By Dick Sheldon
| June 19, 2020 1:00 AM

No one really believed they would actually do it. But, on Sept. 20, 1974, Chairwomen of the Kootenai Tribal Council Amy Trice and Doug Wheaton, community representative for the Tribe, formally notified the U.S. government that a state of war existed between the Tribe and the U.S.

The issue centered around the Kootenai Tribe’s frustration over the Bureau of Indian Affairs (BIA) disregard of the Tribe’s frequent requests for assistance with much needed housing repairs, medical care, education and respect for their lands. On the other side, the BIA complained that the Tribe was impossible to deal with due to the Tribe’s long history of having difficulty in coming to a decision.

In 1855 the Tribe had refused to sign the treaty that would require them to cede tribal lands to the U.S. This proved to be the cause of much hardship because the BIA would only give assistance to Tribes residing on legally recognized reservations. A slow decline of Tribal identity began. A Tribe that once consisted of 4,000 members dwindled to 67 members when the war was declared.

Chris Ketner, a 50-year resident still living near Naples was the sheriff of Boundary County at the time and still has vivid memories of the war. He was described by the media as being level-headed and fair during the 29-day war. Ketner recalls that a prior confrontation with Indians attending protests in the town of Wounded Knee had made then President Ford take immediate action to solve this issue quickly and without violence.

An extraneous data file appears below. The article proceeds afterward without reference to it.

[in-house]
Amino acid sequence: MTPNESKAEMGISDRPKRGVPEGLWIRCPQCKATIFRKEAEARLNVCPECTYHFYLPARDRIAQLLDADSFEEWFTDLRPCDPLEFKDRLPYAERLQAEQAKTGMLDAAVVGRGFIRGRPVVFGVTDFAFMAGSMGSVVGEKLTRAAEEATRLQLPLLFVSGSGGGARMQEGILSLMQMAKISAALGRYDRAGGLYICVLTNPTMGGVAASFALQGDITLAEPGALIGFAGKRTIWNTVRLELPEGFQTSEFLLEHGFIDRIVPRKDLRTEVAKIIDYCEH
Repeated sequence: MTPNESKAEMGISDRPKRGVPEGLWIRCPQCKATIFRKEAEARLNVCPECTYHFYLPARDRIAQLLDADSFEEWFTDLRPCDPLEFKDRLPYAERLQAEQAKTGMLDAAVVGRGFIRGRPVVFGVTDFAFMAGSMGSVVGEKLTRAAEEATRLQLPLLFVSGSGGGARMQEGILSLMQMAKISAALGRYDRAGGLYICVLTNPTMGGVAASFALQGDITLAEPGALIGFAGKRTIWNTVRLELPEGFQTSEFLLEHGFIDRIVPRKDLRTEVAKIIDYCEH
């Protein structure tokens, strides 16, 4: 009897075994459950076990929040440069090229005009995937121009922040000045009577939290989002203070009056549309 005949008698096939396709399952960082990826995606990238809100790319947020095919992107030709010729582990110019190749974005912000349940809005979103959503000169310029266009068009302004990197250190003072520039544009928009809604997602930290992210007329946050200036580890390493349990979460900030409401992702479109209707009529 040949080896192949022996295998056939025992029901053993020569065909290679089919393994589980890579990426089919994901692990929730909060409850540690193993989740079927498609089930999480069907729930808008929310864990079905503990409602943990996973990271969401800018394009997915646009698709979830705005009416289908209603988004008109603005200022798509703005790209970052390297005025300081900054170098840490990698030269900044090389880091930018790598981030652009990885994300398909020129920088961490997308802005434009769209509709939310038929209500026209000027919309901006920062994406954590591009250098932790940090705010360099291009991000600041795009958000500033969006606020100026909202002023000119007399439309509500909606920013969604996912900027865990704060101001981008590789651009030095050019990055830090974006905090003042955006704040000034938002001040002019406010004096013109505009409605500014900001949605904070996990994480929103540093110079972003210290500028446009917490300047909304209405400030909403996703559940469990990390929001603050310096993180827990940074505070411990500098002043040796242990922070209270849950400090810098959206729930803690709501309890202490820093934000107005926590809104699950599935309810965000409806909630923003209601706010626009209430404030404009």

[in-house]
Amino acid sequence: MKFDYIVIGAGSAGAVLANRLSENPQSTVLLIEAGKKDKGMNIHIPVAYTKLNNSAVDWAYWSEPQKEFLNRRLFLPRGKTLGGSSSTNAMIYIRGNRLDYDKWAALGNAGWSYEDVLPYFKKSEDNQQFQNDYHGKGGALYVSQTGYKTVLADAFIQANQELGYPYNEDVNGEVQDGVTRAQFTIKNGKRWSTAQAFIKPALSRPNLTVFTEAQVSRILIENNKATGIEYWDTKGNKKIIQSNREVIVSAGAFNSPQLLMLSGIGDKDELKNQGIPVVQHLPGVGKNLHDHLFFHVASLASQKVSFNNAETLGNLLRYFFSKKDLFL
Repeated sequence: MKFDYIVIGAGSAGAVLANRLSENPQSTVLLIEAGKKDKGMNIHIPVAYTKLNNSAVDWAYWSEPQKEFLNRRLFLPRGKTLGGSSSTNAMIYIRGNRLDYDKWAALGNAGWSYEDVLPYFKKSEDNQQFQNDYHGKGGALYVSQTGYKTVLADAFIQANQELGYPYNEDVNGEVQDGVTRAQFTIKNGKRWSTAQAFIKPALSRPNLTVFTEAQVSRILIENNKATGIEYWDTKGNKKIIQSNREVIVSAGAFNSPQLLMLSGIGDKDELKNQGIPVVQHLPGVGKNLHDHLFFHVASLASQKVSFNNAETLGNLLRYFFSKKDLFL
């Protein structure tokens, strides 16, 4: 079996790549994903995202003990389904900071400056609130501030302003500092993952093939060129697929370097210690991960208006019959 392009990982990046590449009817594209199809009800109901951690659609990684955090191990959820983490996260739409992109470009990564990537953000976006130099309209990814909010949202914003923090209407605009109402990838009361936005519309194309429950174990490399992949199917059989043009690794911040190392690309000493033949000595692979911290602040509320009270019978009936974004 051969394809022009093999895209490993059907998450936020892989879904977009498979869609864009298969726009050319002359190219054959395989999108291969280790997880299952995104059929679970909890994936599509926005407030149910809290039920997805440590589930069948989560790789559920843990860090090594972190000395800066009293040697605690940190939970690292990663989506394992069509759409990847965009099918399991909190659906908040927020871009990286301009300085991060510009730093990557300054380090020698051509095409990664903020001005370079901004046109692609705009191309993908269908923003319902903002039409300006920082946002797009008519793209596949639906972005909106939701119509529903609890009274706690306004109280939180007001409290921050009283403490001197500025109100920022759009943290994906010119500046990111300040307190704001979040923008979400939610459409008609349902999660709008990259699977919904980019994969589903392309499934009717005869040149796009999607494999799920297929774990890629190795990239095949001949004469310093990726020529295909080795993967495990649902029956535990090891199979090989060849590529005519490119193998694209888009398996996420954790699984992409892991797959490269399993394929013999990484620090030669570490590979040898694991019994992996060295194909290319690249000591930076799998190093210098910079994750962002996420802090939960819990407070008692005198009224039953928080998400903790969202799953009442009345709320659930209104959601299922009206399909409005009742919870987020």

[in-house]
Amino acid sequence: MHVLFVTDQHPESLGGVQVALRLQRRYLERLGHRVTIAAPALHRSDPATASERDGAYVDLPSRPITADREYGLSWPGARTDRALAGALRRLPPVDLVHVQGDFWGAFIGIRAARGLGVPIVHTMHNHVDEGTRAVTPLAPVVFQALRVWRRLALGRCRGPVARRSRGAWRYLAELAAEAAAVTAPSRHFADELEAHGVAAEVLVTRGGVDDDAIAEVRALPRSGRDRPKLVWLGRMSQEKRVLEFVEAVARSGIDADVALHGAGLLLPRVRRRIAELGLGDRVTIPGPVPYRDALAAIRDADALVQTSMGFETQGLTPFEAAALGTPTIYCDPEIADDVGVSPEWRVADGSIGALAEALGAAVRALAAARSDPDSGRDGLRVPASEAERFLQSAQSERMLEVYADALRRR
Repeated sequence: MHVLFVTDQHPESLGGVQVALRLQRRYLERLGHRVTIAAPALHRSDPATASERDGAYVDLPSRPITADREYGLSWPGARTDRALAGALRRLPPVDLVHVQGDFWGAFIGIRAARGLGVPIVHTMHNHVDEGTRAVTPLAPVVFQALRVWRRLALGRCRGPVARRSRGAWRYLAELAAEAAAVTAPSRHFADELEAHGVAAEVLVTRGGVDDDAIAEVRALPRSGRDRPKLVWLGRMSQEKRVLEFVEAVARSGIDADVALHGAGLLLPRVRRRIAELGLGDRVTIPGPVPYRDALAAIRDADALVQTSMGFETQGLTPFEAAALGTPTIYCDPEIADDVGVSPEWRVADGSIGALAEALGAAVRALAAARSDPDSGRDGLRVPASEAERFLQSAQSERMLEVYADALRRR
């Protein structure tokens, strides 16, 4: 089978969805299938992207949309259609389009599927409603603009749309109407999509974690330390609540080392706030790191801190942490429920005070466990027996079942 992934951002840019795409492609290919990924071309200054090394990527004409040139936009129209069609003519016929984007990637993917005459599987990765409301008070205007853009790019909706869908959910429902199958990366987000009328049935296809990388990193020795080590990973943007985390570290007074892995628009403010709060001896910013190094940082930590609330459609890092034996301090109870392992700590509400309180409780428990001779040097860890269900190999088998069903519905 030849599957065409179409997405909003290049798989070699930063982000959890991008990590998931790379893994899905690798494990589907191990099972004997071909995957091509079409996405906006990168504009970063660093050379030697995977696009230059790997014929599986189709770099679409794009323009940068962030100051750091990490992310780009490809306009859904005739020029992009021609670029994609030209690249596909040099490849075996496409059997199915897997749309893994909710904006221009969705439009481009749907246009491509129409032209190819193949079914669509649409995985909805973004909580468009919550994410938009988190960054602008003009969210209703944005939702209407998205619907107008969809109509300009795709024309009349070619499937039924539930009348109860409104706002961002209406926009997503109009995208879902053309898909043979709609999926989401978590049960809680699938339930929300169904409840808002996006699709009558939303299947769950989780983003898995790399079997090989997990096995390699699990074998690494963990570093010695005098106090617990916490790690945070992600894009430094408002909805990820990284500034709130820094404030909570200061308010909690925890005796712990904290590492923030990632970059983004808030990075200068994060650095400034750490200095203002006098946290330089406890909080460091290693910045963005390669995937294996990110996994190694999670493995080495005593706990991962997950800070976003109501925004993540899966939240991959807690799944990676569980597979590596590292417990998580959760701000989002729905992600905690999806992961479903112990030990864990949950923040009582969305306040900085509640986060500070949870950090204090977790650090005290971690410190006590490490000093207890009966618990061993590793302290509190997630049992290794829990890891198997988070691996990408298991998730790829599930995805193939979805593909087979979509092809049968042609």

Militant Indians had come into Boundary County from Oregon, South Dakota and Montana to support the declaration of war. The Tribe wanted a peaceful solution but, Trice was prepared to call on the American Indian Movement for help with the standoff.

It was locally rumored that these militants had in their possession automatic weapons, rocket launchers and bombs. The rumors were found to be false. None the less, 60 Idaho State Police arrived to support the sheriff, whose staff consisted of three deputies and one Tribe member who was the dispatcher.

Ketner recalls that U.S. 95 was not blockaded as reported. Instead, there were Tribal members soliciting for a 10-cent voluntary donation from anyone stopping to listen to the Indian drums being played.

The government agreed to some of the Tribe’s demands and the war was ended. Since then, economic and cultural decline has been in part reversed. In Bonners Ferry the Tribe owns the Kootenai River Inn, Casino and Spa, the Springs Restaurant, Casino Day Spa and Gift Shop, a sturgeon fish hatchery, a sand and gravel business, plus a timber business. Also, the Tribe continues to gain land and when a tribal member graduates from high school, they are eligible for a lifelong monthly cash stipend.

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*Taken from Peter Sellers’ movie title “The Mouse That Roared.”

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Museum of North Idaho (MNI) needs more Idaho citizens to be a part of the growth of our Museum. Please consider becoming a MNI member. Applications are best handled by way of our new website, museumni.org.

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Reviewed and edited by Chris Ketner and Deborah Mitchell